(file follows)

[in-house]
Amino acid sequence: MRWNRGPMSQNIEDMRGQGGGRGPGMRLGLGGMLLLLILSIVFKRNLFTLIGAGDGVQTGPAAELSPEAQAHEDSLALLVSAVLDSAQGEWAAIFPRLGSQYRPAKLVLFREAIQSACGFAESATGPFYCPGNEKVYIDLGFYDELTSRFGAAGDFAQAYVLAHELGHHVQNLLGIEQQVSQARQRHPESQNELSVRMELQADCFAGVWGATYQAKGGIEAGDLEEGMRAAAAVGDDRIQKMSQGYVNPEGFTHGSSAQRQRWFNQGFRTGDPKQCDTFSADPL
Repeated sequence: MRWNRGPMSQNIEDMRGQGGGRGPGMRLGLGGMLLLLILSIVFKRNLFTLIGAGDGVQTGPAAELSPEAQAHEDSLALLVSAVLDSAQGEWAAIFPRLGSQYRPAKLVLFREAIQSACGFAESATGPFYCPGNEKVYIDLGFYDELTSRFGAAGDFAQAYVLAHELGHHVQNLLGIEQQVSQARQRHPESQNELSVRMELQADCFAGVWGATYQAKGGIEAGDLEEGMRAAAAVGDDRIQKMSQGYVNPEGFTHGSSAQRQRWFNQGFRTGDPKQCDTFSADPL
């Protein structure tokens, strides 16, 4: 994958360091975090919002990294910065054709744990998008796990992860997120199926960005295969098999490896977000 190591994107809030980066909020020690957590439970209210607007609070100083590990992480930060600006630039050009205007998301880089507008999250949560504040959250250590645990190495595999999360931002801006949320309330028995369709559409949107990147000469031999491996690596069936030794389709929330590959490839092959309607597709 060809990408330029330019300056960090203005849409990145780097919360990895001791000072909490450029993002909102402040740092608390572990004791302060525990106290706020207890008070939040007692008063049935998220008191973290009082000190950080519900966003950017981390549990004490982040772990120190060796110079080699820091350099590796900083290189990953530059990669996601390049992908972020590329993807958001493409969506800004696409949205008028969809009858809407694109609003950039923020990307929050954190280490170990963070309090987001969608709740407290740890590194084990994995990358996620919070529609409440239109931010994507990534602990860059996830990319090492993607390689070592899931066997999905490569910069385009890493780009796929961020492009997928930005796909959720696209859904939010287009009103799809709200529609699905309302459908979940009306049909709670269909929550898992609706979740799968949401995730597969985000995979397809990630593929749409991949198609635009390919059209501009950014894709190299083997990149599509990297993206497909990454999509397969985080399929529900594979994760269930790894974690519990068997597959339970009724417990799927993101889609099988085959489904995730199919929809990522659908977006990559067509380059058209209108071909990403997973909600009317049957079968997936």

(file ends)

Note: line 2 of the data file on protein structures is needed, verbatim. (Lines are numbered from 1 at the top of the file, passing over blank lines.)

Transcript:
Amino acid sequence: MRWNRGPMSQNIEDMRGQGGGRGPGMRLGLGGMLLLLILSIVFKRNLFTLIGAGDGVQTGPAAELSPEAQAHEDSLALLVSAVLDSAQGEWAAIFPRLGSQYRPAKLVLFREAIQSACGFAESATGPFYCPGNEKVYIDLGFYDELTSRFGAAGDFAQAYVLAHELGHHVQNLLGIEQQVSQARQRHPESQNELSVRMELQADCFAGVWGATYQAKGGIEAGDLEEGMRAAAAVGDDRIQKMSQGYVNPEGFTHGSSAQRQRWFNQGFRTGDPKQCDTFSADPL